Brian Viner: Argh! It's Christmas card time again

If a card is all that’s keeping you in touch, at least use it to say something

Share
Related Topics

December is not yet a week old and already we have had 14 Christmas cards. Who are these people? Actually, I know who they are. They're friends with much more organised lives than ours, and we regard them with admiration and envy but also a dash of resentment, for reminding us that the tyranny of the Christmas card list is nigh.

My youngest son is playing Scrooge in his primary school production of A Christmas Carol the week after next, and it may well be that I recognise a chip off the old block: I hate the whole pantomime of sending Christmas cards, and I'm not much better at receiving them, although I admit to taking a small perverse pleasure in judging the sender.

The big, handsome bespoke card, with the sender's name and address in glossy raised type, is the one that really gets my Christmas goat. But so does any card that doesn't bear the name of a charity on the back. My wife and I have an annual tut-tutting ritual when we open cards that exist only to raise money for WHSmith.

If the point of sending Christmas cards is to show that you are thinking of others, then at least go the extra yard and contribute a few pence to Oxfam, or breast cancer research, or the local donkey sanctuary, or anything, really.

Without the charity element, sending Christmas cards becomes an even bigger exercise in social posturing than it already is. It's already bad enough, not sending cards to people you haven't received a card from since 2005, only to scribble something hurriedly when theirs arrives on the 23rd.

Or sending bigger, more expensive cards to the folk you want to alert to the fact that you're doing well for yourself in life, like the ageing parents of the girlfriend who chucked you 20 years ago, while saving for the milkman and the postman the little square ones featuring three wise men slightly out of register.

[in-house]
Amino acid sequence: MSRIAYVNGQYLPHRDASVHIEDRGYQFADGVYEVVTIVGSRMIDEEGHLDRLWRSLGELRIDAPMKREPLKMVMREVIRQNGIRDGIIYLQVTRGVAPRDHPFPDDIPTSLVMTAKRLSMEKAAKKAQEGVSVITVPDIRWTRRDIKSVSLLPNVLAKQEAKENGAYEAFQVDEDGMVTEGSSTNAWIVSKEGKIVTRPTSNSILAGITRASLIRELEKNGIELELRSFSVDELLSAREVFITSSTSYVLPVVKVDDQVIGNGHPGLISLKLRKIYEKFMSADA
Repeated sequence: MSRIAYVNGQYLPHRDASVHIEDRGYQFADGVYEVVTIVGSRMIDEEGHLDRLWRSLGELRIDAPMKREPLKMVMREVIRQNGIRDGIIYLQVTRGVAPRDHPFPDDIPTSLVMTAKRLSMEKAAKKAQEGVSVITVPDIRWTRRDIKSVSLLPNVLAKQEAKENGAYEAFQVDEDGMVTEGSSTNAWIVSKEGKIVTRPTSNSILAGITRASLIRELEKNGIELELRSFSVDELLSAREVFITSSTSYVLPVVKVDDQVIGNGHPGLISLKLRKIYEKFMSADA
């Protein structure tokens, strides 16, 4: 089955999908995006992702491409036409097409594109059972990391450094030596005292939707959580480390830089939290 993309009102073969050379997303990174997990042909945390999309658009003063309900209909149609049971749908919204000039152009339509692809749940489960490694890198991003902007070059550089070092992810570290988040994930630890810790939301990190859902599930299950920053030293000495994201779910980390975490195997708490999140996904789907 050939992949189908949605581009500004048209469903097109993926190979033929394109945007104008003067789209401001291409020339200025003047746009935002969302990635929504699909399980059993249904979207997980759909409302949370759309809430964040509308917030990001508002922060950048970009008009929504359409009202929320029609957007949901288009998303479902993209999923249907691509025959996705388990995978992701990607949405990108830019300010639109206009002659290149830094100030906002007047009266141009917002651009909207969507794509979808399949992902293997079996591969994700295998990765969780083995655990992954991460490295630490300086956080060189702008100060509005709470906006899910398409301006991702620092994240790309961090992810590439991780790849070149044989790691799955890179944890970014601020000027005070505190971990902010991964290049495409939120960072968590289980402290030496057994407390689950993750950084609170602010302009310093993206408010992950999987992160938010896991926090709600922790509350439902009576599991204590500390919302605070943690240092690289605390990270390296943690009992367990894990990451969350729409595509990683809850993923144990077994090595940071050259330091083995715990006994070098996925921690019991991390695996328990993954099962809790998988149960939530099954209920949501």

Then there's the dreaded round-robin letter. "This year we spent quite a lot of time in our second home in South Africa," is a verbatim quote from a round-robin circulated to my university friends and myself by one of our contemporaries. Still, at least she gave us all something to retch over. There are other round-robins that are like literary Mogadon: "Nick's grandma got quite a lot deafer in the course of the year," wouldn't be interesting even if we'd met Nick's grandma, which we hadn't.

But at the same time, if a Christmas card is all that's keeping you in touch with someone, then at least use it to say something. A few extra words on a card doesn't hurt, as long as it's not "must get together in 2009", which is Christmas card-speak for "probably won't see you until we meet accidentally in an airport, in 2017".

I've realised I'm running out of space before I've even scraped the icing off the top of the Christmas cake. There's also competitive card-sending, whereby friends send you cards bearing detailed architectural drawings of St Paul's Cathedral, and on the back, the devastating message "designed by Toby Merryweather, aged 4".

Not to mention the silly business of grown women handing Christmas cards to each other outside the school gate. I always want to say "you're both 43, love, not seven", but of course that would get me earmarked as a miserable old sod with no yuletide spirit, which would never do.